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Urgent need seen for lasting solutions for Haiti's 1.5 million displaced

Briefing Notes, 12 July 2010

This is a summary of what was said by UNHCR spokesperson Adrian Edwards to whom quoted text may be attributed at the press briefing, on 12 July 2010, at the Palais des Nations in Geneva.

UNHCR has had a small team in Haiti over the past six months but we have nonetheless played an important support role, working closely with OHCHR and with the Government and other partners. Since the January 12th earthquake our work has gone from flying in initial emergency relief and shelter, to helping people who were injured and evacuated to Dominican Republic, and working for the future of the huge displaced populations in and around Port-au-prince.

The gaps and challenges remain enormous. At the peak of displacement some 2.3 million people were living away from their former homes. Today 1.5 million people remain in spontaneous settlements. Most of the displaced are in settlements in and around Port-au-Prince, and assistance has not adequately reached those in host families. Durable solutions for the displaced are still not in sight.

UNHCR and OHCHR are working in partnership to coordinate with international and national actors responses to the many protection challenges facing displaced people. Camp security is still insufficient, conditions can be squalid, and in the absence of durable solutions many people are living on private land where they're under pressure from private owners to leave. The poorest of these were tenants before the earthquake and now simply have nowhere to return to.

UNHCR, in support of the Protection Cluster led by OHCHR, continues to implement Quick Impact Projects along the border with the Dominican Republic as well as in remote areas outside of Port-au Prince. The aim is to enhance protection of extremely vulnerable displaced populations and their host communities. We have provided emergency assistance to more than 200,000 beneficiaries in and outside Port-au-Prince.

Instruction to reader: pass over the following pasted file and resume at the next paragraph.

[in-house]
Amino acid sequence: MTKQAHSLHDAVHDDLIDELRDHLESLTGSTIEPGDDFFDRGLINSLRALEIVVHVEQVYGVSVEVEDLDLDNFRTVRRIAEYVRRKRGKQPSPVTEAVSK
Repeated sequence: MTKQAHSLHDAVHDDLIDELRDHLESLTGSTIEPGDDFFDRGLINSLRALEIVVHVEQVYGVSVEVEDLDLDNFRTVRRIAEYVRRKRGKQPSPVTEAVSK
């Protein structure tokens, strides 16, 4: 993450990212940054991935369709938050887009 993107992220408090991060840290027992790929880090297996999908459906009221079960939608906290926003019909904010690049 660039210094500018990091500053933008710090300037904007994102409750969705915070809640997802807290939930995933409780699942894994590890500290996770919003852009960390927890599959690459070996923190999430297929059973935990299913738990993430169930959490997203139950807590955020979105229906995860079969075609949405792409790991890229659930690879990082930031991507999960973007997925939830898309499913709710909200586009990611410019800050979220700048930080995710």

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Statelessness in the Dominican Republic

In the Dominican Republic, UNHCR runs programmes that benefit refugees and asylum-seekers from Haiti as well as migrants and members of their family born in the country, some of whom could be stateless or at risk of becoming stateless. Many live in bateyes, which are destitute communities on once thriving sugar cane plantations. The inhabitants have been crossing over from Haiti for decades to work in the sugar trade.

Among these initiatives, UNHCR provides legal aid, academic remedial courses and vocational training for refugees and asylum-seekers. They also support entrepreneurial initiatives and access to micro credit.

UNHCR also has an increased presence in border communities in order to promote peaceful coexistence between Dominican and Haitian populations. The UN refugee agency has found that strengthening the agricultural production capacities of both groups promotes integration and mitigates tension.

Many Haitians and Dominicans living in the dilapidated bateyes are at risk of statelessness. Stateless people are not considered as nationals by any country. This can result in them having trouble accessing and exercising basic rights, including education and medical care as well as employment, travel and housing. UNHCR aims to combat statelessness by facilitating the issuance of birth certificates for people living in the bateyes.

Statelessness in the Dominican Republic

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UNHCR Goodwill Ambassador Angelina Jolie visits HaitiPlay video

UNHCR Goodwill Ambassador Angelina Jolie visits Haiti

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